TOKYO (Reuters Life!) - Japanese sculptor Ryo Sehata’s art is sticky — sticky, as in it grabs your attention and makes you take a closer look, and also gummy-sticky because it’s made solely from cellotape.
Most of the 50 or so works on display at the Ryo Sehata “Cellotape 60th Anniversary” exhibition, which runs until February 15, look like some thick liquid that somehow solidified.
Many of the pieces are abstract shapes, some embellished with color, but some are eerily realistic and resemble babies or animals.
Sehata’s exhibition is fittingly on display at Tokyo’s Nerima Art Museum which is built upon the grounds of the company which first made sticky tape in Japan.
The 34-year-old artist says he has dedicated his life to his so-called “Cellotape Art” but admits these fascinating sculptures come at a hefty price.
“As you can see my hands are criss-crossed with scars and my fingers can hardly move thanks to repetitive strain injury, so it’s no joke that I have poured blood and sweat in to my art,” Sehata told Reuters Television at his atelier recently.
Calling himself a “go-with-the-flow” artist, Sehata says his works take shape as he painstakingly sticks pieces of tape together.
A piece like the abstract “Rolling Sculpture.24” began as a small ball of tape in 2006. Two years and 4,000 rolls later, Sehata calculates he’s stuck about 140 km (87 miles) of adhesive tape to create the sculpture.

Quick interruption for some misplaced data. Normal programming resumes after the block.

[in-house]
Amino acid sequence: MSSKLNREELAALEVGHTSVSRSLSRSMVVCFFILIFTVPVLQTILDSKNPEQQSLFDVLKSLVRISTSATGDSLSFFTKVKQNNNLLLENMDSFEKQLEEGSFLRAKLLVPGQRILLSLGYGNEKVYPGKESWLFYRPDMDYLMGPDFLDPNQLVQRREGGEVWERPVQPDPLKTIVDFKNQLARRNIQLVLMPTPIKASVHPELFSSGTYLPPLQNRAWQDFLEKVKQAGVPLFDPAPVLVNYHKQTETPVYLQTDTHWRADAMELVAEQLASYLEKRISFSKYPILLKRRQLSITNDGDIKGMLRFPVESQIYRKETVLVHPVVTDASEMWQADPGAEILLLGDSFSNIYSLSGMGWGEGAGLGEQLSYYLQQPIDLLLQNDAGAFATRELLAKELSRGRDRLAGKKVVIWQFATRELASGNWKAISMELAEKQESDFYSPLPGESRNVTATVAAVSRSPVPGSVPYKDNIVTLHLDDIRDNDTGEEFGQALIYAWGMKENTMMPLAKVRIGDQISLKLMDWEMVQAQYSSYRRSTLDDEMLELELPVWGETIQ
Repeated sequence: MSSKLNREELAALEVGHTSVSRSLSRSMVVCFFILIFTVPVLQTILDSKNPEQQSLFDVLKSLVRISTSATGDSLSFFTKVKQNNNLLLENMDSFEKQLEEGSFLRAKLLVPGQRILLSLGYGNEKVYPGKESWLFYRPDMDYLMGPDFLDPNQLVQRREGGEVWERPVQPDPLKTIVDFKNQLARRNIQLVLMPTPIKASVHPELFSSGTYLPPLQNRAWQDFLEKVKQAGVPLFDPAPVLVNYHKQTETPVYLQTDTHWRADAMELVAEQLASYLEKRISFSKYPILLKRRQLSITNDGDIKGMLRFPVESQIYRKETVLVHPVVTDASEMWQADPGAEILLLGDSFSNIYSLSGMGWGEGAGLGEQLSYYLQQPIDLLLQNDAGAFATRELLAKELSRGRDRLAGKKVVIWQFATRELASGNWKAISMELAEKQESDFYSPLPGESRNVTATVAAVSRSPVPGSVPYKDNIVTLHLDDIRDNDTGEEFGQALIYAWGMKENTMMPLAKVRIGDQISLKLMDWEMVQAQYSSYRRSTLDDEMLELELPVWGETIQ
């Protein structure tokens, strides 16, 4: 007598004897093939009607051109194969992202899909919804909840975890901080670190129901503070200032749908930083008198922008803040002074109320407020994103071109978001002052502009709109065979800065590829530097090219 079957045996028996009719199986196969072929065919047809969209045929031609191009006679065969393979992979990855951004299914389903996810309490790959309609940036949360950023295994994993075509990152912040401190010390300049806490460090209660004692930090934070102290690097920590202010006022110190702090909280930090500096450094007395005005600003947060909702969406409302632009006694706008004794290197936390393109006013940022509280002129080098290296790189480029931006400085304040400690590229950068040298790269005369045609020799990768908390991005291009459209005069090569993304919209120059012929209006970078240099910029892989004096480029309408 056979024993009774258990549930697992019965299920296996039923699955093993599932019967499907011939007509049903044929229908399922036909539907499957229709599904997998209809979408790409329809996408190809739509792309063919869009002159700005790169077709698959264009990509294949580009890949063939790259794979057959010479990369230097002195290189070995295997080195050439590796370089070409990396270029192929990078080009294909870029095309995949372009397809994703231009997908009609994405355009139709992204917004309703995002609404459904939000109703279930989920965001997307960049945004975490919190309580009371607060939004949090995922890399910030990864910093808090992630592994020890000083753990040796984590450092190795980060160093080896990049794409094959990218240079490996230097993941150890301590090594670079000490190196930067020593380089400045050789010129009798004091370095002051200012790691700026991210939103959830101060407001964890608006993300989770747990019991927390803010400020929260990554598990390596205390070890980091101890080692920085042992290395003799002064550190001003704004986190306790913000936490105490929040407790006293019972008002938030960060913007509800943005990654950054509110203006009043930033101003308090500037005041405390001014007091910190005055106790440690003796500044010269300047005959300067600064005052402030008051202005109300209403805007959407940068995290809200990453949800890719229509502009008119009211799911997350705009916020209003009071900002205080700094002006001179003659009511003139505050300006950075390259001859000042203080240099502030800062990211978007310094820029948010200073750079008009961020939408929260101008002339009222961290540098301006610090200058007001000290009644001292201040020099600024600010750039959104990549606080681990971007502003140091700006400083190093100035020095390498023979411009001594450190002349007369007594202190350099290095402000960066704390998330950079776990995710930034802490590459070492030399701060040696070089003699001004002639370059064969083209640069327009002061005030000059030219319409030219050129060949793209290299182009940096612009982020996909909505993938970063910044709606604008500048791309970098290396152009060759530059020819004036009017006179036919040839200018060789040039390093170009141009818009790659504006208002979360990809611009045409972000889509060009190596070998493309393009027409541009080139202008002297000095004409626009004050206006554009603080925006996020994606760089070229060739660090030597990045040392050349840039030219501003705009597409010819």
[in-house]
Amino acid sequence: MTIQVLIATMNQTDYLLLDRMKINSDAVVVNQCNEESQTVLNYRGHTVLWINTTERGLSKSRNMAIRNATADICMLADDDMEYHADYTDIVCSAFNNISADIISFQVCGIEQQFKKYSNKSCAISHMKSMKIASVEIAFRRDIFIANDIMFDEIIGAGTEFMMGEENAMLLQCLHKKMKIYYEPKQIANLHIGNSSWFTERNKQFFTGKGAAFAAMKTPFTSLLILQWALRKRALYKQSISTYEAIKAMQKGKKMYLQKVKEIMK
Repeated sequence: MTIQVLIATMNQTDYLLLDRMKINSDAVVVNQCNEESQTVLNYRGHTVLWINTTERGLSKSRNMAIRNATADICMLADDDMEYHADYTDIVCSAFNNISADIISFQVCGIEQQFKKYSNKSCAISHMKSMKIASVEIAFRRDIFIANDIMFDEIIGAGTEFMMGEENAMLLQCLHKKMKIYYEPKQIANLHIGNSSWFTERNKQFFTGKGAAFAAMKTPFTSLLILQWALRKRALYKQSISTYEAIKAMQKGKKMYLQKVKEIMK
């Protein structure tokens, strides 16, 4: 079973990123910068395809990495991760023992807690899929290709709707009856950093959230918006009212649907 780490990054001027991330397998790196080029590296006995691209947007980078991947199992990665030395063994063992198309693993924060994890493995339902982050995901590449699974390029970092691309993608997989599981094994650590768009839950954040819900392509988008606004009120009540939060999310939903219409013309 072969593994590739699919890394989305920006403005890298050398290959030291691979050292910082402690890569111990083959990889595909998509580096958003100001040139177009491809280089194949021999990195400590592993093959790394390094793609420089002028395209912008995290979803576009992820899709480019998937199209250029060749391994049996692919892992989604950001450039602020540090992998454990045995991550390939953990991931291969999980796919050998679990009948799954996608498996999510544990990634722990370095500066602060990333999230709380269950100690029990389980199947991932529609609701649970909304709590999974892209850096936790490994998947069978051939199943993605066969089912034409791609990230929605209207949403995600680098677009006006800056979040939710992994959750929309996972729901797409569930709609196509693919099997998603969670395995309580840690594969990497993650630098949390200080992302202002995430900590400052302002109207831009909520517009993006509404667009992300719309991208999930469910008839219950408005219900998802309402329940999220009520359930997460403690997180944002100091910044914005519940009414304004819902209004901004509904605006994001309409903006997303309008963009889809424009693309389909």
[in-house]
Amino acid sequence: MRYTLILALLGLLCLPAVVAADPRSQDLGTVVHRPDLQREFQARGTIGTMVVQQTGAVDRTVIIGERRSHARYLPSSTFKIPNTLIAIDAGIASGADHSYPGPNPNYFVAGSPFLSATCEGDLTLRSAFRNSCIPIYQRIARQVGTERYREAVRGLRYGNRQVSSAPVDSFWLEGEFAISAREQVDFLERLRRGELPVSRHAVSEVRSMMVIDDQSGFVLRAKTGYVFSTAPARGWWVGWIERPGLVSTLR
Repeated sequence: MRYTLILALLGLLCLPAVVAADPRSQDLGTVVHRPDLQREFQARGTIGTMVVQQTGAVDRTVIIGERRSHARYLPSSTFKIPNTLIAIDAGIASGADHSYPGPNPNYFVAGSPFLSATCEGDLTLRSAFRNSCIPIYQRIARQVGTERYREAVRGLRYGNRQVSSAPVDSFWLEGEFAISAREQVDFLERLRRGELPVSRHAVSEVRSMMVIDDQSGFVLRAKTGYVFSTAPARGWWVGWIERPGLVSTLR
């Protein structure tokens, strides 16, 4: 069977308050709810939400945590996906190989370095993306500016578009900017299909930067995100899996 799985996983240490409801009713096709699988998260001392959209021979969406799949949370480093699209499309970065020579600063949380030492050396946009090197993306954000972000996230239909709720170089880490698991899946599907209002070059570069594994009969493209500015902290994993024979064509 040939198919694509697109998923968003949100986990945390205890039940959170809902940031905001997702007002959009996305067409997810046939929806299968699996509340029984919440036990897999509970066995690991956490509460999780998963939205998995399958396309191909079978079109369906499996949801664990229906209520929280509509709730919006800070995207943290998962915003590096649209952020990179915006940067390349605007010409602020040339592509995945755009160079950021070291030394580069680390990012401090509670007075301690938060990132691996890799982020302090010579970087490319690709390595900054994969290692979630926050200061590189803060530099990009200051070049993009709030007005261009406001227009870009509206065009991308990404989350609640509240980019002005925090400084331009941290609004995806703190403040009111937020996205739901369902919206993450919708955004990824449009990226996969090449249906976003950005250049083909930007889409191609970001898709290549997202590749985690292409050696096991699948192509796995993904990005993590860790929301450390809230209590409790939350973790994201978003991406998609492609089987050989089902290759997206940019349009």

Sehata started making shapes with sticky tape as a child, and likens the satisfaction he gets from the art form to long-distance running.
“It’s like a marathon. After a certain point the experience actually starts becoming pleasant and once I get to that point it’s basically like a runner’s high and that’s when the momentum gets going and of course, when I complete the project,” he said.
Sehata also finds contentment in teaching his technique: every weekend during his exhibition, he holds workshops on how to stick your way toward a masterpiece.
Many visitors were amazed at the versatility of this simple stationery item.
“I used to work in a stationery shop for the past couple of decades but as someone selling tape, I had no idea it could be used like this,” said 64-year-old Hiroko Iwasaki.
“It’s what children use to stick things together. The fact that it could be made into art was beyond the scope of my imagination.”
Ryo Sehata “Cellotape 60th Anniversary”
Nerima Art Museum (www.city.nerima.tokyo.jp/museum/)
1-36-16 Nukui, Nerima-ku, Tokyo 176-0021
10 a.m. to 6 p.m.; Closed Mondays.
Writing by Olivier Fabre, editing by Miral Fahmy